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Thread: Decent espresso

  1. #1101
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    Quote Originally Posted by decent_espresso View Post
    Even the FSF certification allows firmware to not be open sourced, because it's a safety certification reality. Today, the only thing blocking us from getting certified is the fact that our tablet isn't using an open source Android distribution. We're working on solving that.
    Probably a very long shot, but <cough>http://copperhead.co</cough>. If there's some miraculous way to work something out with 'em, you get a whole bunch of advantages: AOSP-based, ultra-fast to update, and hardened, so probably as far as one can reasonably go to minimise concerns some might have with having another Android device connected to WiFi...

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    Default Real espresso behaves in complicated ways

    clog.jpg

    I wanted to show you how the DE1+ display lets you understand the complicated reality of an espresso shot.

    The photos below show the program I set, and what actually happened. This was a "slow to develop" shot, with a long preinfusion, slow drips at the beginning, and then a pressure decline.

    The resulting shot was thick, delicious, with a taste of toasted peanuts that I don't get from these beans when I do flow profile shots (which is what I usually do).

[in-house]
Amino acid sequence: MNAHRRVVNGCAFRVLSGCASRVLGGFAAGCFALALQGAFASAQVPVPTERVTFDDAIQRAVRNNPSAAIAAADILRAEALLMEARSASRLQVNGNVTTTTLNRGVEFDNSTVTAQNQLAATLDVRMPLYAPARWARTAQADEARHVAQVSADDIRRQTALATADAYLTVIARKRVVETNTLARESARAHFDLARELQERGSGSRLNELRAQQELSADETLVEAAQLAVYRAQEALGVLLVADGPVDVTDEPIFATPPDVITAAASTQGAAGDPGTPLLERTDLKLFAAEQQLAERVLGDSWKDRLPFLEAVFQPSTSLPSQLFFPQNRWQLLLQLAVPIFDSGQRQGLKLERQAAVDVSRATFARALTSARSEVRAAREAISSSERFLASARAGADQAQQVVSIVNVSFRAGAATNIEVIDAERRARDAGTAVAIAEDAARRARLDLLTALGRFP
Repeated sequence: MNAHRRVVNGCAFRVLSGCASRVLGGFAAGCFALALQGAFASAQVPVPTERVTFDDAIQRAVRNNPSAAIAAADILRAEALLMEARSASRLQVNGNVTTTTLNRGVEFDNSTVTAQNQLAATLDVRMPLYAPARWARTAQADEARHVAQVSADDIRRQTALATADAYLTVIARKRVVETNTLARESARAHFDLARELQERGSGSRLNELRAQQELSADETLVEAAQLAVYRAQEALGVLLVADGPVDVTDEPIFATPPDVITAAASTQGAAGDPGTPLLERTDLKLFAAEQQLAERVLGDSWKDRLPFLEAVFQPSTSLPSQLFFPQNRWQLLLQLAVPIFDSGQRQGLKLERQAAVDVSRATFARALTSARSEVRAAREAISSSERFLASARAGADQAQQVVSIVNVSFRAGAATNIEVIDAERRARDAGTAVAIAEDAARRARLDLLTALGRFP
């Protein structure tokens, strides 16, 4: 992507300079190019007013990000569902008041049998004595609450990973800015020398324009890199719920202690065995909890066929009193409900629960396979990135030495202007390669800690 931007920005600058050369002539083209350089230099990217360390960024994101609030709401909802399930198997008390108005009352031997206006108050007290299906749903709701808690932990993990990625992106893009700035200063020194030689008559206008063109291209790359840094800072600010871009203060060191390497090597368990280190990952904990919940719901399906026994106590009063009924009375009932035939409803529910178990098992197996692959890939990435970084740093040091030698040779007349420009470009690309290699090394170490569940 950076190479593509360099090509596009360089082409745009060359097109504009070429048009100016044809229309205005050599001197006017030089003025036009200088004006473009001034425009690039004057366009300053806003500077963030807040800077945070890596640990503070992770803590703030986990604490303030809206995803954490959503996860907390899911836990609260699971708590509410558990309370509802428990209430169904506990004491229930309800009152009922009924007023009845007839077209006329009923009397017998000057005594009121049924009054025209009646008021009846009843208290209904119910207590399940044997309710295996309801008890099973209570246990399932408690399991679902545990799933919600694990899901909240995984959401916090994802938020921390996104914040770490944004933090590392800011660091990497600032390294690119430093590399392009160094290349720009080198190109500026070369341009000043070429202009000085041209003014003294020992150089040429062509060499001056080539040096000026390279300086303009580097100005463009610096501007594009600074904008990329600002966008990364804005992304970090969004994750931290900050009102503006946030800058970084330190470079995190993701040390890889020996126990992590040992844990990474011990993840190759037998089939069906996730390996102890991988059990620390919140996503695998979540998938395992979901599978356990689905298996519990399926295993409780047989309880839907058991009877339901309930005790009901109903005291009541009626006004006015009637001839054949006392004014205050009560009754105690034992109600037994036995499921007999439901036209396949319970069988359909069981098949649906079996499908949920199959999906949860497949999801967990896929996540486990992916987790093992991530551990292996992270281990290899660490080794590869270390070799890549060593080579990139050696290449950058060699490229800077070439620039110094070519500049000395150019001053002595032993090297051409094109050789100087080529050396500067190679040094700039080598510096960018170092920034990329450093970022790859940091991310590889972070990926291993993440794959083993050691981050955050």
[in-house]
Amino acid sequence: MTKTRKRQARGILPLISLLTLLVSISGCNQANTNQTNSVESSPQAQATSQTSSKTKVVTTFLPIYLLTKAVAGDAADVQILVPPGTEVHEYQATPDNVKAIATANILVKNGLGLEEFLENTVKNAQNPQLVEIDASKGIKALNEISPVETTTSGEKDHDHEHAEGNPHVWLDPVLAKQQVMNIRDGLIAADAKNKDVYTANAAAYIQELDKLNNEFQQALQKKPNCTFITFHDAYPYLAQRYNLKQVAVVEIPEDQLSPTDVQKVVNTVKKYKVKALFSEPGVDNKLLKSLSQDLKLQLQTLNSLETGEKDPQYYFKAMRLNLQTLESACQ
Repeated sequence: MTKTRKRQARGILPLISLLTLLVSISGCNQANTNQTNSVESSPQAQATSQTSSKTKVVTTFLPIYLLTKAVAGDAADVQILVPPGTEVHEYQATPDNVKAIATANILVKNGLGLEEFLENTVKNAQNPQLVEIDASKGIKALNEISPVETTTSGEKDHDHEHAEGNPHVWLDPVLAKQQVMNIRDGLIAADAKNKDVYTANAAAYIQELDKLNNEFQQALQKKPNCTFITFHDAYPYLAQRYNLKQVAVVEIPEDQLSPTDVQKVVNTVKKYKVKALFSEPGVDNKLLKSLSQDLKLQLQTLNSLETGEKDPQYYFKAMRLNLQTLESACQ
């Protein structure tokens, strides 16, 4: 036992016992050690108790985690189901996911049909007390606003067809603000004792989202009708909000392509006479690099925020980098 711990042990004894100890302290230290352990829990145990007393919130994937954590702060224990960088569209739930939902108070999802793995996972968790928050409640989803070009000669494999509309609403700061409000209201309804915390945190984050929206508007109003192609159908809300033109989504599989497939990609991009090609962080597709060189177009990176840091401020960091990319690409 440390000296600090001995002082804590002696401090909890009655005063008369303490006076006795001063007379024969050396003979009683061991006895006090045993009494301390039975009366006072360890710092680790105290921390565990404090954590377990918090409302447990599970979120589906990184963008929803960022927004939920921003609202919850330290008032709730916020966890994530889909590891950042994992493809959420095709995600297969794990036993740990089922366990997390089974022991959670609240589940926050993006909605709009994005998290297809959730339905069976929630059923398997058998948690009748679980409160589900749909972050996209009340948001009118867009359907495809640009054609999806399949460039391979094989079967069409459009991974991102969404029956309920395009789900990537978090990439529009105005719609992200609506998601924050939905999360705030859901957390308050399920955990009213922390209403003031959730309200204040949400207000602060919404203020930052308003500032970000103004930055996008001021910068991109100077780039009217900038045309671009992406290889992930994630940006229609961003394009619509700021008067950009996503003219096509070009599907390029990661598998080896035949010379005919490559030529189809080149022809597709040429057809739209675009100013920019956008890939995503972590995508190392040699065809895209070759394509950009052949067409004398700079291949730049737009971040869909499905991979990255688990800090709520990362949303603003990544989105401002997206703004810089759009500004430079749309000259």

I am also showing you these two photos so you can see the difference between the desired program, and what happens when you bring reality (ground espresso) into the picture.

    FYI the shot ended before the pressure reached 6 bar, because the in-cup weight of 28g was reached (this was a 14.5g dose).

  3. #1103
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    Quote Originally Posted by Nishimiya View Post
    Probably a very long shot, but <cough>http://copperhead.co</cough>. If there's some miraculous way to work something out with 'em, you get a whole bunch of advantages: AOSP-based, ultra-fast to update, and hardened, so probably as far as one can reasonably go to minimise concerns some might have with having another Android device connected to WiFi...
    The problem is one of cost and lack of tablet support. The only devices that Copperhead support are the latest, greatest, very expensive mobile phones: (not tablets)

    From the copperhead web site:
    CopperheadOS currently supports the Nexus 5X and Nexus 6P as a free offering. Pixel and Pixel XL support is available as a product.
    Ironically, we could be FSF certified if we didn't ship a tablet with our espresso machine and asked you to sort yourself out, with us providing you with a download link.

    While the Apple world swims in iPad tablets, the Android world is still mostly telephones, and that's reflected in the device support from open source android variants.
    Last edited by decent_espresso; 3 Weeks Ago at 08:15.